Hunt is April Epner, a 39-year-old schoolteacher, married to Ben (Matthew Broderick), the puffy, neighborhood schlub. April is childless and longs for "a baby that is really hers." Being an adopted daughter in a close-knit Jewish family (she envies Ben Shenkman's Freddy, the biological family brother), she wants the biological connection of a birth child. As the film begins, her mother Trudy (Lynn Cohen) is in the hospital, her father has died, and April's comfortable world is about to explode. Things go awry from the get-go when April, obsessed with getting pregnant, greets Ben at home with a nightie under her coat, eager for a surprise tumble. But Ben tops her by announcing his decision to leave their months old marriage. Things continue falling apart -- April juggling the death of Trudy, having an affair with the embittered, divorced Frank (Colin Firth), and -- to top it all off -- the sudden appearance of April's biological mother, Bernice Graves, a brassy, unpretentious loudmouth and local talk-show hostess, played by Bette Midler (who else?).

Continue reading: Then She Found Me Review

Finding North Review


Terrible
You know those movies that make you laugh more out of pity than amusement? Finding North will be lucky if it elicits that much emotion from audiences. Even if you have a "Wait-For-It-To-Come-Out-On-Video" List, don't bother saving a space for Director Tanya Wexler's debut.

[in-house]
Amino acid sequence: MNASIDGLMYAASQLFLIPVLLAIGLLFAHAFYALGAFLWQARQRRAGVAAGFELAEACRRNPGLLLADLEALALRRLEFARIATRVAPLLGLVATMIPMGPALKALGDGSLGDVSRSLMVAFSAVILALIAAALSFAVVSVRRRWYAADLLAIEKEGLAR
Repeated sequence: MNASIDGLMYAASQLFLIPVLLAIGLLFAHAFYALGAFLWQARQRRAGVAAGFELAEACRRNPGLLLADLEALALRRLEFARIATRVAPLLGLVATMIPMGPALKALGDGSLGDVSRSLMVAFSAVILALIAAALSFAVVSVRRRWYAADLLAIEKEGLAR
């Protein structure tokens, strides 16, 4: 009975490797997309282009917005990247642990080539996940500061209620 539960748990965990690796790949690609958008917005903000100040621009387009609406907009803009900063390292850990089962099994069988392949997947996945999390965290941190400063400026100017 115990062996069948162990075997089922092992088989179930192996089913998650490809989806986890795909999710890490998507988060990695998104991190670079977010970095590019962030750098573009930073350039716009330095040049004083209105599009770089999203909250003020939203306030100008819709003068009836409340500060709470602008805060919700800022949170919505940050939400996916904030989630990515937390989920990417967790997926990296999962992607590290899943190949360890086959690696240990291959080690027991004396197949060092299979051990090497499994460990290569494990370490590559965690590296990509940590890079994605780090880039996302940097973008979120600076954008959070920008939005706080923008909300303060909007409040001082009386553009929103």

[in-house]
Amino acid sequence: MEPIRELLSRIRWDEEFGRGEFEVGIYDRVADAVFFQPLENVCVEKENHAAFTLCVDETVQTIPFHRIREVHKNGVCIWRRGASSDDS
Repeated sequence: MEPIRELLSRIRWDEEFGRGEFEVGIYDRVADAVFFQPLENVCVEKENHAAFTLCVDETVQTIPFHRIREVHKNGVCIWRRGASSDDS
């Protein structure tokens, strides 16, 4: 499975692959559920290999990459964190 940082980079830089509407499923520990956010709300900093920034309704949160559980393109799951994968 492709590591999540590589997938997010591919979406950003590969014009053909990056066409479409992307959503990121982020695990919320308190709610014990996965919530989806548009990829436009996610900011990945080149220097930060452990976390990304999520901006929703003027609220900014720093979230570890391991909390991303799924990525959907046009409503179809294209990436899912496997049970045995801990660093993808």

In the opening scene, Wendy Makkena (Sister Act, Air Bud) stars as Rhonda Portelli, a young woman who becomes infatuated with a naked man she sees about to jump off the Brooklyn Bridge. Unfortunately, Travis Furlong, played by John Benjamin Hickey (The General's Daugher, Love! Valour! Compassion!), doesn't take this plunge and save us from the next hour and a half.

Continue reading: Finding North Review

Love! Valour! Compassion! Review


Grim
Jason Alexander's acclaimed performance in this play adaptation is about the only thing going for it. The story of eight gay men (one of whom is dying with AIDS) adds little to the Big Chill genre of filmmaking, despite its all-male cast. The adaptation is droll -- pulling the three acts literally verbatim from the play itself -- and the story is essentially forgettable aside from a few memorable moments. Very few.
John Benjamin Hickey